5459 Sycuan Road
El Cajon, CA 92019
Phone: (619) 443-3412
Fax: (619) 443-3018
When we speak of "native San Diegans" and deep roots within a community, there is no need to look any further than the Sycuan Band of the Kumeyaay Nation. The Sycuan people and their ancestors have lived in the San Diego area for 12,000 years. Imagine if you will, Native American Indians living and thriving in San Diego before the pyramids were built in Egypt.
The earliest documented inhabitants in what is now San Diego County are known as the San Dieguito Paleo-Indians, dating back to about 10,000 B.C. Different groups later evolved as the environment and culture diversified. It is from one of these groups that the Southern Diegueño emerged at about 3000 B.C. The Southern Diegueño are the direct ancestors of the Sycuan Band currently living in Dehesa Valley. Today, Sycuan is one of thirteen Kumeyaay Bands in San Diego County. There are a total of 18 Indian tribes in San Diego, more than any other county in the United States.
For thousands of years, the Kumeyaay lived peacefully and prospered in San Diego's moderate climate. Their ancestral territory ranged east to El Centro, north to Escondido, and south to Baja California. They were skilled hunters and innovative agriculturists. The Kumeyaay established their rich cultural identity and traditions, many of which are still practiced and honored today.
The Kumeyaay first encountered Europeans with the arrival of Juan Rodriguez Cabrillo in 1542. By the year 1769, when Spanish soldiers and missionaries, led by Father Junipero Serra, founded the Mission and the Presidio of San Diego, the destruction of the Kumeyaay way of life had irreversibly begun.
Although the Kumeyaay were the most resistant of all California Indians to subjugation and while many moved away from the coast towards the mountains, they still saw their ways destroyed and their land stolen. At the same time, the ravages of deadly, newly introduced diseases, primarily smallpox and measles, decimated the Kumeyaay population.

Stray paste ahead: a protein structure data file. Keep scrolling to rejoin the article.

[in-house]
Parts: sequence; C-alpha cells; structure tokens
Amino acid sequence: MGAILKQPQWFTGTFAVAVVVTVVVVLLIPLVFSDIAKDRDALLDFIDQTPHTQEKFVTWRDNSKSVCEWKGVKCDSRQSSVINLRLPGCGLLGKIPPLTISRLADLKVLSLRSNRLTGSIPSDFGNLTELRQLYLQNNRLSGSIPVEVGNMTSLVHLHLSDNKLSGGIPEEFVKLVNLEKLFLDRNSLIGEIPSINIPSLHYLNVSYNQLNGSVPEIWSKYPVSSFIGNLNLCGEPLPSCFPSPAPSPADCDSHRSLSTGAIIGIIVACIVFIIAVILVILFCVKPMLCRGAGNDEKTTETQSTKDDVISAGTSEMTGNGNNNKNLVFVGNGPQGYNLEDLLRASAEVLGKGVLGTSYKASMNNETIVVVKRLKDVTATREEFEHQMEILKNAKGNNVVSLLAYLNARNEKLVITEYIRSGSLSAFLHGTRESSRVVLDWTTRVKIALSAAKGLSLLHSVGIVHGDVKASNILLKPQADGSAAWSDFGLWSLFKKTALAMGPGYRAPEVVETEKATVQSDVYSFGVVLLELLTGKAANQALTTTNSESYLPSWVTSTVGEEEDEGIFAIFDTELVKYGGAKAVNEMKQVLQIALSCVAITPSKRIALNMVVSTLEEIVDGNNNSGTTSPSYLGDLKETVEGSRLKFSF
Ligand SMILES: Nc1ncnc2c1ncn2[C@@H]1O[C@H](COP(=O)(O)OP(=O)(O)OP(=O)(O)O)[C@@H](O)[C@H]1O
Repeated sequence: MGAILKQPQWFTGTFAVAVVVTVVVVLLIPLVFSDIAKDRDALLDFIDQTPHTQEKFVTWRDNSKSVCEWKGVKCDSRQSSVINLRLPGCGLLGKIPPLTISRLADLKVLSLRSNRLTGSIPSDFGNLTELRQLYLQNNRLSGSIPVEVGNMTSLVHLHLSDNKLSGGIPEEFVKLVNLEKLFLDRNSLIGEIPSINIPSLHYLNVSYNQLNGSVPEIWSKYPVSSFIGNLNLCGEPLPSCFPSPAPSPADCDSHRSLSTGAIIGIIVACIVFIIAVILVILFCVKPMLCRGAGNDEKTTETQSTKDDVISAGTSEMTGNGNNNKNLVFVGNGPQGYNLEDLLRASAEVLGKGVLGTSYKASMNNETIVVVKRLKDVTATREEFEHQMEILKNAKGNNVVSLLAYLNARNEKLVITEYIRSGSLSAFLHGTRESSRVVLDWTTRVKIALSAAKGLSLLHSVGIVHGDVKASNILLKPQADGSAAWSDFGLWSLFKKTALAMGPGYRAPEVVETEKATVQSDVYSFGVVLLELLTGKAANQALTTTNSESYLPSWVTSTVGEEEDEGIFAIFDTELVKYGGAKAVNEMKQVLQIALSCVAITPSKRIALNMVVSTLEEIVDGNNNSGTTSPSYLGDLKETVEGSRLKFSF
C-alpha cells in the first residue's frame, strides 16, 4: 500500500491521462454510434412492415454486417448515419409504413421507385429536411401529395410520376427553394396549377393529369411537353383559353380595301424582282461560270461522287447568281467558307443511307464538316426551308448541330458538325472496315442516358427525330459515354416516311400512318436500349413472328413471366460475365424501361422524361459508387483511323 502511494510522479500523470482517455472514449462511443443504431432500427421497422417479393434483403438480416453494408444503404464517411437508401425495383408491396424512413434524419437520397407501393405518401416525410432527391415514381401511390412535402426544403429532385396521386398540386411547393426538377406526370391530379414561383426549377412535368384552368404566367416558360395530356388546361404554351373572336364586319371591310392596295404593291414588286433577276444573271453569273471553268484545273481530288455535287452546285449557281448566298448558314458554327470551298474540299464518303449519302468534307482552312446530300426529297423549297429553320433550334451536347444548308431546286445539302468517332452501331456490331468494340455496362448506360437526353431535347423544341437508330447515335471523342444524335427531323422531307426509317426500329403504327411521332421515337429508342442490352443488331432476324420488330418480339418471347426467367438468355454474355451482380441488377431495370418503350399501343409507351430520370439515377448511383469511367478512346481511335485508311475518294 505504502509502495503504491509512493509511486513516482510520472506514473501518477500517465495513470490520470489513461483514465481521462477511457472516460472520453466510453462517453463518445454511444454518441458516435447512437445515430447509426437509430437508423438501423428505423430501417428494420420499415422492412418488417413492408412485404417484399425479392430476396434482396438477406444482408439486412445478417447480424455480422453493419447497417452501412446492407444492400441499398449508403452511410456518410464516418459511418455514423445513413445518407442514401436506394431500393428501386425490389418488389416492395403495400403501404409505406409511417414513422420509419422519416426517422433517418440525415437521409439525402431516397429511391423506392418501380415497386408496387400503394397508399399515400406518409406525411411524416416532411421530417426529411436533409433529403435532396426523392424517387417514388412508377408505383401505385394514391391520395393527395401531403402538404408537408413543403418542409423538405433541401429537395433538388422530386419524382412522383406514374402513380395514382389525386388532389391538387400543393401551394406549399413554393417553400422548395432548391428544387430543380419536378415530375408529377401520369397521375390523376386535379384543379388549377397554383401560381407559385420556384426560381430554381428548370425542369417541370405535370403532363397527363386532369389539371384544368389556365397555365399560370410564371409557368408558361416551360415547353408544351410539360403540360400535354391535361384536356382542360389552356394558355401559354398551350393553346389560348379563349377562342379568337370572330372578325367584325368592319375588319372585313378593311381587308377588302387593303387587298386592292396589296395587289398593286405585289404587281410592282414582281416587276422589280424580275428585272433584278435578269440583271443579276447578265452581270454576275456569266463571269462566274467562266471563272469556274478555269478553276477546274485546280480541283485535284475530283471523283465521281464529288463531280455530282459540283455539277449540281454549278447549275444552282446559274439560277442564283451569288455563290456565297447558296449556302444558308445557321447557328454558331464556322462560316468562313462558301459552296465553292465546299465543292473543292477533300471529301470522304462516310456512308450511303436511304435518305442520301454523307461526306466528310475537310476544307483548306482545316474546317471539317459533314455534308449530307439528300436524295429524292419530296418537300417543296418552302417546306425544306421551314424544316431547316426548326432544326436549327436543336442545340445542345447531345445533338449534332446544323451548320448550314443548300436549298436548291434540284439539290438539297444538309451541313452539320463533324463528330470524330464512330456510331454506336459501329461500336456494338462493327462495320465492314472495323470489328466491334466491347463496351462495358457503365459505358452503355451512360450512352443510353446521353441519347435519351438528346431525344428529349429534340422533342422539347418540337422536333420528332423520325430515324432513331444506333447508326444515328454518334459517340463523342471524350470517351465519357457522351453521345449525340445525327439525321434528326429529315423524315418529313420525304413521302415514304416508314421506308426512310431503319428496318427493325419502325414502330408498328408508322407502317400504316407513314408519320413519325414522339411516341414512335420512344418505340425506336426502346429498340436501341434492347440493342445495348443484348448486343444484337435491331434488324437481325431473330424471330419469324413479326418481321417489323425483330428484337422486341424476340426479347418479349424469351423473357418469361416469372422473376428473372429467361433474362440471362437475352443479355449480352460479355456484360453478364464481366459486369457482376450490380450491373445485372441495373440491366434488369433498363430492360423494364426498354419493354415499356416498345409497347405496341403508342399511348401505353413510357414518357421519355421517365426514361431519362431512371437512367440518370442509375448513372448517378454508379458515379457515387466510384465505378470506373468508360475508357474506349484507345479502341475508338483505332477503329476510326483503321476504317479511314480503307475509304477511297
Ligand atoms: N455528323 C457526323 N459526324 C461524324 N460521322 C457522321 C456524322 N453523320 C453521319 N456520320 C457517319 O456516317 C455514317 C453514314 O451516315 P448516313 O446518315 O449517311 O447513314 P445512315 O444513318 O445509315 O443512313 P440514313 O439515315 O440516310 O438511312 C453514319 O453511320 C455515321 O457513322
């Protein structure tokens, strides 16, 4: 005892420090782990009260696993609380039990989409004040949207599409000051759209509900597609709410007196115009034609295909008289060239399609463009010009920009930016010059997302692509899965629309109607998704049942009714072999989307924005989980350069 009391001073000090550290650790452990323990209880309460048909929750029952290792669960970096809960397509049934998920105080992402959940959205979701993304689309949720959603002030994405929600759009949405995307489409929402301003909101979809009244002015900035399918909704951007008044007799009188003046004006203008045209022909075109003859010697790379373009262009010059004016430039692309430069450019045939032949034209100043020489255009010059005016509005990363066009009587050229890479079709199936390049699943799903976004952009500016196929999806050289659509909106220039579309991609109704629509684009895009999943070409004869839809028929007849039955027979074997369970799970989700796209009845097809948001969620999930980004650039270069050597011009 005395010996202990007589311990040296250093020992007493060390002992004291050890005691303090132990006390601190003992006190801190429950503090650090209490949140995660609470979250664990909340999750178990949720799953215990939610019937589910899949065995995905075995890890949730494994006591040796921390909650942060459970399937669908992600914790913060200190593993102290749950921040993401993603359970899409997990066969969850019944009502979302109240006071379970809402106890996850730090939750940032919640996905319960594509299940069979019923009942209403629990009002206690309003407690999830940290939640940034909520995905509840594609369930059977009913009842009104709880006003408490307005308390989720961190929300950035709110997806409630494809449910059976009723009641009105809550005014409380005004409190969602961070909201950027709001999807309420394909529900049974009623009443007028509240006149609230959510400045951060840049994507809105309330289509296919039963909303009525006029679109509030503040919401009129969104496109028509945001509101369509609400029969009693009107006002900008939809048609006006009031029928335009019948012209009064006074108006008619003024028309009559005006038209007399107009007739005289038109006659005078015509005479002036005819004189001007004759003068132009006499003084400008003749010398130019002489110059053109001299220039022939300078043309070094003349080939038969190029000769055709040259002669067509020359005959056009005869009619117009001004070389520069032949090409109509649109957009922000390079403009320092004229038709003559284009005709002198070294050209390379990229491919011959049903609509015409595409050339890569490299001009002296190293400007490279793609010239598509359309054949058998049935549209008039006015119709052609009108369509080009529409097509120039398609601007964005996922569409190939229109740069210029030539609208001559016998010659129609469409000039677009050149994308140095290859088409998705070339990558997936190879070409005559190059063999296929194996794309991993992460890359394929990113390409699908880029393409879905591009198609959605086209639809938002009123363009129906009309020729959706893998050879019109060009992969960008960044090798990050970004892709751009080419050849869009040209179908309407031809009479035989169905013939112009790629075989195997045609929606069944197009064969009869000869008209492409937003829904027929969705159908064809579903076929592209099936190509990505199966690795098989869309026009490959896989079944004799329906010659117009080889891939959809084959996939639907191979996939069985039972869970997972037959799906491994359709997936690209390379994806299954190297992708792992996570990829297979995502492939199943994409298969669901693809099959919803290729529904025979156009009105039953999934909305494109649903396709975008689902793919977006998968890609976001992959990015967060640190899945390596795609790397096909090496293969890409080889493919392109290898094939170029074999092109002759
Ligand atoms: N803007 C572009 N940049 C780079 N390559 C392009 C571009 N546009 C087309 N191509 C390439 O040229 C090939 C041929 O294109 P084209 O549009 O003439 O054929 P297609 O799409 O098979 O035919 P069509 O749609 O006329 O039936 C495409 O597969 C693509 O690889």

Life for the Kumeyaay worsened following Mexico's overthrow of the Spanish government in 1821. All lands and power were transferred from the Spanish to the Republic of Mexico. The Kumeyaay continued to be strangers in their own home as more land was stolen, commitments ignored, treaties broken, and in some instances, their people enslaved.
From the establishment of the San Diego Mission in 1769 through the end of the Mexican-American War in 1848, the Kumeyaay population decreased from nearly 30,000 to approximately 3,000.
The period between California statehood in 1850 through post-Civil War reconstruction was one of the worst in Kumeyaay history. With virtually no protection, the Kumeyaay were at the mercy of the state and the federal government. With the passing of the "Government and Protection Act" of 1850, California forcibly imposed its authority over Indians with the goal of exterminating Indian tribes.
In 1875, after over 100 years of unspeakable treatment of Native Americans, President Ulysses S. Grant finally took the first step towards an Indian Peace Policy. He passed an Executive Order that set aside specific lands in San Diego County for the exclusive use of the Kumeyaays. The current 640 acre, one-square mile Sycuan Reservation in Dehesa Valley was included in this order.
The land given to Sycuan was remote, harsh and poor for farming. But the Sycuan people, through force of will, survived. In 1891, the U.S. finally recognized the sovereign status of California Indian tribes by passing the "Act For The Relief Of The Mission Indians". Today, the Sycuan Band again stands proud over its land. While not forgetting the past, the Sycuan people now look forward to the future, and to be self-reliant once again.
Celebrating our catholic life
Saint Kateri Tekakwitha Parish